Directed by: Zhang Lu
Distributed by: Film Movement

Written by Michael Clawson

Brothers Li Dong and Li Chun (Zhang Liuyi and Xin Baiqing) are sitting in a Japanese restaurant in Beijing when they decide to visit Yanagawa, a tranquil Japanese village whose intricate network of waterways has earned it the nickname “the Venice of Japan.” The siblings plan the trip spontaneously, as they have just learned that Yanagawa is where A-chuan (Ni Ni), their long-lost childhood friend and crush, now lives and works as a singer in a café. Later, Dong and Chun discover that A-chuan moved to Yanagawa after years spent in London (her British accent emerges when she speaks in English). Such geographic particulars are essential to Zhang Lu’s lyrical, immaculately crafted drama, which subtly explores its character’s past and present stations in life through a prism of multicultural influence.

You might call “Yanagawa” a walk-and-talk, since that really is all that happens plot-wise outside of brief dramatic events in the film’s opening and closing stretches (the movie opens with Dong discovering that he has stage four cancer, something he chooses not to disclose to either his brother or A-chuan). Drift-and-talk doesn’t have the same ring to it, but that phrase better reflects how Zhang allows his film to unfold: as Dong, Chun, and A-chuan meander about the eponymous village on foot and by boat, turning over memories as they go, Zhang’s camera roams around and towards the characters with exquisite grace and control, lending the simplest of exchanges a remarkable sense of weight. The narrative can be befuddling, since Zhang links scenes together based on poetic flow rather than chronological cause-and-effect. But for the viewer that can submit to its languid, slippery form, “Yanagawa” holds an abundance of serenely beautiful rewards.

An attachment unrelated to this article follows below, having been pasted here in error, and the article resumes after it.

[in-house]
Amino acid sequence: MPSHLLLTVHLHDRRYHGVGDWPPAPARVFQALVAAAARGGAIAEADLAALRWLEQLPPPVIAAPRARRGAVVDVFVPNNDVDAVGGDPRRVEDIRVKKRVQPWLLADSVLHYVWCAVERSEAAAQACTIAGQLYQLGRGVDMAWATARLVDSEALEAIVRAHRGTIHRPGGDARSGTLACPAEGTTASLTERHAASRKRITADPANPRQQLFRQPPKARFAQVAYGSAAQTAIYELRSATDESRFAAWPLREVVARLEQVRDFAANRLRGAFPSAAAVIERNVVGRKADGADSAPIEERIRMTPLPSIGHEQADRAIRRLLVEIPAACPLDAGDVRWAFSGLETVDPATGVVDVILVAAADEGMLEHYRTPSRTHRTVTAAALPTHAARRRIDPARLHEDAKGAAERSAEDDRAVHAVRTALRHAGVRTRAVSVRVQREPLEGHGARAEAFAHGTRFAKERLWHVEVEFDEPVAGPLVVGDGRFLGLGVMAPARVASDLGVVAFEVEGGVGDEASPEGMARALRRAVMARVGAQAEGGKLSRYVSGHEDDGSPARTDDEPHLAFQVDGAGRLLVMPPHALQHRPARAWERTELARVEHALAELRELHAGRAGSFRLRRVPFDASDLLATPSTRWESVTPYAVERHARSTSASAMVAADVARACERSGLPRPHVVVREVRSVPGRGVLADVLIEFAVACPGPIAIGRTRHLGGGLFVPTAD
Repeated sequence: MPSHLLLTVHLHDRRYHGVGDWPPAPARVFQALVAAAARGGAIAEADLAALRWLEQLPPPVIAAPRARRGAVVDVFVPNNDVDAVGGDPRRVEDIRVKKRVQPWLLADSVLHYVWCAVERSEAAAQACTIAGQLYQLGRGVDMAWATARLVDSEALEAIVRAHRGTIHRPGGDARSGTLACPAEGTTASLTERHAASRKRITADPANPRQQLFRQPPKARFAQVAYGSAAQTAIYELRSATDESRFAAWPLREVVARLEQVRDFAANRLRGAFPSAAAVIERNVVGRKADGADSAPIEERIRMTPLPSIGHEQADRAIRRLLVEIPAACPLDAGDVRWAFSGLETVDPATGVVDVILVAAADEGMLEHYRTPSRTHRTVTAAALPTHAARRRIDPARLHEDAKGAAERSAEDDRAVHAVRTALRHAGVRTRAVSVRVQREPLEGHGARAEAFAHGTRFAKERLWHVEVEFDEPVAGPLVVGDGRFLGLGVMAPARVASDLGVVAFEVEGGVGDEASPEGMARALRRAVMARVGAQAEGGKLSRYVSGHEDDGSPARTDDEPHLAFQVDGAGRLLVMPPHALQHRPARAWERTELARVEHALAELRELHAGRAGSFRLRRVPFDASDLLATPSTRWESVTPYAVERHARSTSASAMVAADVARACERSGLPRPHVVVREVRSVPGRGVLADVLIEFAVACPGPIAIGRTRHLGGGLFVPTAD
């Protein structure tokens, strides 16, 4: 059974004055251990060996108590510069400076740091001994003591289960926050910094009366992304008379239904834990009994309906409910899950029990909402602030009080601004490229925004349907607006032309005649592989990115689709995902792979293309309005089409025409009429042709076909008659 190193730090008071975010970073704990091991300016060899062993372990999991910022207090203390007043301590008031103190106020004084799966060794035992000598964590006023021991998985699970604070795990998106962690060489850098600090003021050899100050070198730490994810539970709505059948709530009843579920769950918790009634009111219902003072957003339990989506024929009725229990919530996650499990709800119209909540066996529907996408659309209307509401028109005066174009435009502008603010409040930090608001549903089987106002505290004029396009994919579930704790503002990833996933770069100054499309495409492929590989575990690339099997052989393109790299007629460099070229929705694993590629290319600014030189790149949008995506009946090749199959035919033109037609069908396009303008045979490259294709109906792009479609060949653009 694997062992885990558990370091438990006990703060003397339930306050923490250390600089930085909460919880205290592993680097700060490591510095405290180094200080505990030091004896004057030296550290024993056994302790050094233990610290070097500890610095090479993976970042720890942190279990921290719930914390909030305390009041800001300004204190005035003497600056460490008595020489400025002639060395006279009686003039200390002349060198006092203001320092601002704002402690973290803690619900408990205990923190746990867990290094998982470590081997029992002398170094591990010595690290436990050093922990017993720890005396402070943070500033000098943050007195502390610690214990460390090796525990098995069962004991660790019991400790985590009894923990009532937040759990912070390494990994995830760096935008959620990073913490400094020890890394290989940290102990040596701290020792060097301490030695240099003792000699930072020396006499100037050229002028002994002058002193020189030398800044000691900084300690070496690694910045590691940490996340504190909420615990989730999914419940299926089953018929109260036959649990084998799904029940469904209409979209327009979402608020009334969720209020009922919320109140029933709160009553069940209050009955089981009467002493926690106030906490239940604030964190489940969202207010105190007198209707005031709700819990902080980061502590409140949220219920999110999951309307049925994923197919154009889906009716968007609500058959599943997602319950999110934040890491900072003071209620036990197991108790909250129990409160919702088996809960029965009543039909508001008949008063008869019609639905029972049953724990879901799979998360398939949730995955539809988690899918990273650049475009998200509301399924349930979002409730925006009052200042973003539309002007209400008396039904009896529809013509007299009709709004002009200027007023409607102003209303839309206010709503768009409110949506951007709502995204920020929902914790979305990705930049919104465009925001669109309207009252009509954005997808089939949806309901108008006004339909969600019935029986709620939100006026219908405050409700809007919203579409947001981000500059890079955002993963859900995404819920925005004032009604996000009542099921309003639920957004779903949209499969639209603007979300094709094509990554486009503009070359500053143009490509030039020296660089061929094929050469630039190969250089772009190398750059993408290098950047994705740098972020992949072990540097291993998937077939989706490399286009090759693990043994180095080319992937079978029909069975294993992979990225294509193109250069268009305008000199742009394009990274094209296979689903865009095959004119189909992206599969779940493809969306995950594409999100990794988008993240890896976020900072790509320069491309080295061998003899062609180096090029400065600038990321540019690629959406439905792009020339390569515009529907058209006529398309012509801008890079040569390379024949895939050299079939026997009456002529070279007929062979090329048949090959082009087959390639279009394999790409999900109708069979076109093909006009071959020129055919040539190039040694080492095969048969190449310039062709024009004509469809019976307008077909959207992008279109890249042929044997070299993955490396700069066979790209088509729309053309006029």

Dong’s cancer diagnosis casts a melancholic shadow over his and his brother’s time with A-chuan, but Zhang never lets the mood drift into excessive dreariness. Levity emerges with ease in otherwise hushed moments of intimacy, such as when Dong tries to tell a joke to some locals, only to forget the joke at the last second (one of the locals finds that hilarious). The bit playfully ties in with “Yanagawa’s” theme of memory: while some thoughts reside with us forever, others can escape in an instant.

“Yanagawa” Trailer

Michael Clawson is a member of the Seattle Film Critic Society you can follow his passion for film on Letterboxd.

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